Aspects of the petiole can also contribute towards characterizing species, which was observed by Fontenelle et al. (1994). According to these researchers, E. maricaensis G.M. Barroso has a vascular bundle in a centric arrangement in the petiole, whereas E. schottiana O. Berg has a vascular bundle in a closed arc, which differs from the open arc observed in the present work.

However, the diagnostic value assigned to different structures should be considered carefully because these structures might be environmentally influenced (Cutter, 1987). For example, Alves et al. (2008) demonstrated that the dimensions of the leaves of E. uniflora vary between plants that grow in urban and rural environments. The pollutants of cities can be responsible for the smaller leaves, higher proportion of palisade parenchyma, reduction of intercellular spaces, higher density of stomata and higher amount of crystals. In addition, Donato & Morretes (2007) evaluated E. brasiliensis growing in areas of restinga and forest and concluded that the high incidence of light on the coast determines leaf thickness, thickness and degree of lignification of the cell walls, stomata and vascular density, concentration of ergastic compounds, height of the palisade parenchyma and number of layers of spongy parenchyma. The same authors in a later work (2009) verified that there are differences in the sun and shade leaves of E. florida, and the sun leaves presented the same characteristics as the leaves of the trees growing in restinga in the earlier study.

In the case of secretory cavities, according to Gomes et al. (2009), in species where these cavities are located near the epidermis, the origin is from the epidermal meristem without participation of the ground meristem. Although there were no ontogenetic studies conducted in this work, according to Lorca et al. (1995) these internal secretory structures have a schizolysigenous formation in E. pyriformis.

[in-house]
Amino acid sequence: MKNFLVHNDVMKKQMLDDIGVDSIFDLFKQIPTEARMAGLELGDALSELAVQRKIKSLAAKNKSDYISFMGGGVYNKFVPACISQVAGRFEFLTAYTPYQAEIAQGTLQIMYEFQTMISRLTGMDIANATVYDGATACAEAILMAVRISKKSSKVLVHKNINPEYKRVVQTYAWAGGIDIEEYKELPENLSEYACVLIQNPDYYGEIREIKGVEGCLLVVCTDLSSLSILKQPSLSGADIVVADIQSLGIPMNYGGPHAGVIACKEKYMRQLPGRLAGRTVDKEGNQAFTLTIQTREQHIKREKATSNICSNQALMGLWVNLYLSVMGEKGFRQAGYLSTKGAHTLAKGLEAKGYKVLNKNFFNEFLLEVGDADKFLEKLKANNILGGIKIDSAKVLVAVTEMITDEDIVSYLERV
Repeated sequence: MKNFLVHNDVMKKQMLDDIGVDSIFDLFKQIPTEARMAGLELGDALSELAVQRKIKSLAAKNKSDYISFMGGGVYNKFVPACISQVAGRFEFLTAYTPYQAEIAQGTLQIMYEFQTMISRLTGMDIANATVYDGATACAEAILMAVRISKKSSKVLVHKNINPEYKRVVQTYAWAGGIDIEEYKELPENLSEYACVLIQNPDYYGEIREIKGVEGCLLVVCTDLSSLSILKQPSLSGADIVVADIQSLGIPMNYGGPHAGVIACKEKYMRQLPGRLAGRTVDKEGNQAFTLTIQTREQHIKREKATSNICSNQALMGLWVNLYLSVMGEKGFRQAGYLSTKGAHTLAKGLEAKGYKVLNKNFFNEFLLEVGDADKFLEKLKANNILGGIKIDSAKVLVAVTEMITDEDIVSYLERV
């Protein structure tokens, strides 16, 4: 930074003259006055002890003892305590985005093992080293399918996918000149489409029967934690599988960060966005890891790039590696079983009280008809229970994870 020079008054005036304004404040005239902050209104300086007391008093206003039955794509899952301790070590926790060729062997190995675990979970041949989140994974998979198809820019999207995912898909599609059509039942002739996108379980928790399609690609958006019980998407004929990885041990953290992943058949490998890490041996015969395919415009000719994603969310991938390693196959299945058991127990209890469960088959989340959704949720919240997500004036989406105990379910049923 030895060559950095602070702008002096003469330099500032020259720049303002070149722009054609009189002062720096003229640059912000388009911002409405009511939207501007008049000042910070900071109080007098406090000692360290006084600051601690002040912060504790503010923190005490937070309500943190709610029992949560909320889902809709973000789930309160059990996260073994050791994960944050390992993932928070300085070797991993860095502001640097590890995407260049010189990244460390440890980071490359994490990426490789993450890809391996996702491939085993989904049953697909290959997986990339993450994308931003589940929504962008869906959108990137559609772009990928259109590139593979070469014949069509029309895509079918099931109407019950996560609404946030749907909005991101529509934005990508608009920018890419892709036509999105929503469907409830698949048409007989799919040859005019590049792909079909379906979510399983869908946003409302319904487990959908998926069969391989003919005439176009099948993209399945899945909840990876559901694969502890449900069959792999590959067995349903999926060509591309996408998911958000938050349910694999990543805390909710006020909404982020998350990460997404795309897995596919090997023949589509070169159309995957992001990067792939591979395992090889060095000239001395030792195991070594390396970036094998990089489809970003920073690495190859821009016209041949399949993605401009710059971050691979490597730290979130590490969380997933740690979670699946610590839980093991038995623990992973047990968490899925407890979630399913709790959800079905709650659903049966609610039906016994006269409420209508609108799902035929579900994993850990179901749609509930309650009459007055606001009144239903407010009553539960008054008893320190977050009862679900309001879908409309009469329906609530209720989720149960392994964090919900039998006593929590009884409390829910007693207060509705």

In reference to the stem, the structural organization in E. pyriformis matches the description by Metcalfe & Chalk (1950) for the Myrtaceae and Eugenia, consisting of peripheral phellogen, external phloem, xylem and internal phloem forming continuous cylinders traversed by narrow rays, stone cells, phenolic compounds, calcium oxalate crystals and tracheary elements with small lumen.

Although Soffiatti & Angyalossy-Alfonso (1999) examined thicker mature stems of E. cerasiflora Miq. and E. uniflora, some similarities can be identified when compared to the young stems of E. pyriformis, such as the presence of internal phloem, one to three rows of cells traversing the vascular system, inclusions represented by prismatic crystals, fibers and sclereids. Based on the descriptions given by the cited authors, many of the sclereids are equivalent to the stone cells (brachysclereids) reported in the present study.

Based on the observations made during the present study, morpho-anatomical characters should be considered together to identify E. pyriformis, such as stomata type, stomata location on the leaf epidermis, the type of mesophyll, contour of the midrib and aspects of the vascular bundle in the petiole.

 

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Corresponcence
Márcia do Rocio Duarte
Laboratório de Farmacognosia, Departamento de Farmácia, Universidade Federal do Paraná
Av. Pref. Lothário Meissner, 632, 80210-170 Curitiba-PR, Brazil
E-mail: marciard@ufpr.br
Tel. +55 41 3360 4064

Received 4 Sep 2011
Accepted 22 Dec 2011